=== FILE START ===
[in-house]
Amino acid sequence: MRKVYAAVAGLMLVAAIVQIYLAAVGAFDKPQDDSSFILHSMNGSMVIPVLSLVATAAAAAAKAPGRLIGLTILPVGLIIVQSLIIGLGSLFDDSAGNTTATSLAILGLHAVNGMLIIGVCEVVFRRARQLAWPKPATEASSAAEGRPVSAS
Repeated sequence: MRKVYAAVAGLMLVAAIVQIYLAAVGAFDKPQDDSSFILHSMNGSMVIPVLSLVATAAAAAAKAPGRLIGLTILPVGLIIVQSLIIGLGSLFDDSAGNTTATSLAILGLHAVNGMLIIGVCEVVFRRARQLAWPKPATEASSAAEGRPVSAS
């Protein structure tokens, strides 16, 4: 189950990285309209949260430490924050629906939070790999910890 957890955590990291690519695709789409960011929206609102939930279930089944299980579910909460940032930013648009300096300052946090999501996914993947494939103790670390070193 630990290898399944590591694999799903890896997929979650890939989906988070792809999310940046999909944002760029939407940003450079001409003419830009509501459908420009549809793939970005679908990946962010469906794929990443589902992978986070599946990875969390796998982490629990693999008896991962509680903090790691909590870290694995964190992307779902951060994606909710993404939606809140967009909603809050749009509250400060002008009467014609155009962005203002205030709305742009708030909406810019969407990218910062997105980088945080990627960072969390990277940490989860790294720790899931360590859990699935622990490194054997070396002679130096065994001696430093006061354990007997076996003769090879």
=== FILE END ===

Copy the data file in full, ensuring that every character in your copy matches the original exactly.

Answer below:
[in-house]
Amino acid sequence: MRKVYAAVAGLMLVAAIVQIYLAAVGAFDKPQDDSSFILHSMNGSMVIPVLSLVATAAAAAAKAPGRLIGLTILPVGLIIVQSLIIGLGSLFDDSAGNTTATSLAILGLHAVNGMLIIGVCEVVFRRARQLAWPKPATEASSAAEGRPVSAS
Repeated sequence: MRKVYAAVAGLMLVAAIVQIYLAAVGAFDKPQDDSSFILHSMNGSMVIPVLSLVATAAAAAAKAPGRLIGLTILPVGLIIVQSLIIGLGSLFDDSAGNTTATSLAILGLHAVNGMLIIGVCEVVFRRARQLAWPKPATEASSAAEGRPVSAS
């Protein structure tokens, strides 16, 4: 189950990285309209949260430490924050629906939070790999910890 957890955590990291690519695709789409960011929206609102939930279930089944299980579910909460940032930013648009300096300052946090999501996914993947494939103790670390070193 630990290898399944590591694999799903890896997929979650890939989906988070792809999310940046999909944002760029939407940003450079001409003419830009509501459908420009549809793939970005679908990946962010469906794929990443589902992978986070599946990875969390796998982490629990693999008896991962509680903090790691909590870290694995964190992307779902951060994606909710993404939606809140967009909603809050749009509250400060002008009467014609155009962005203002205030709305742009708030909406810019969407990218910062997105980088945080990627960072969390990277940490989860790294720790899931360590859990699935622990490194054997070396002679130096065994001696430093006061354990007997076996003769090879």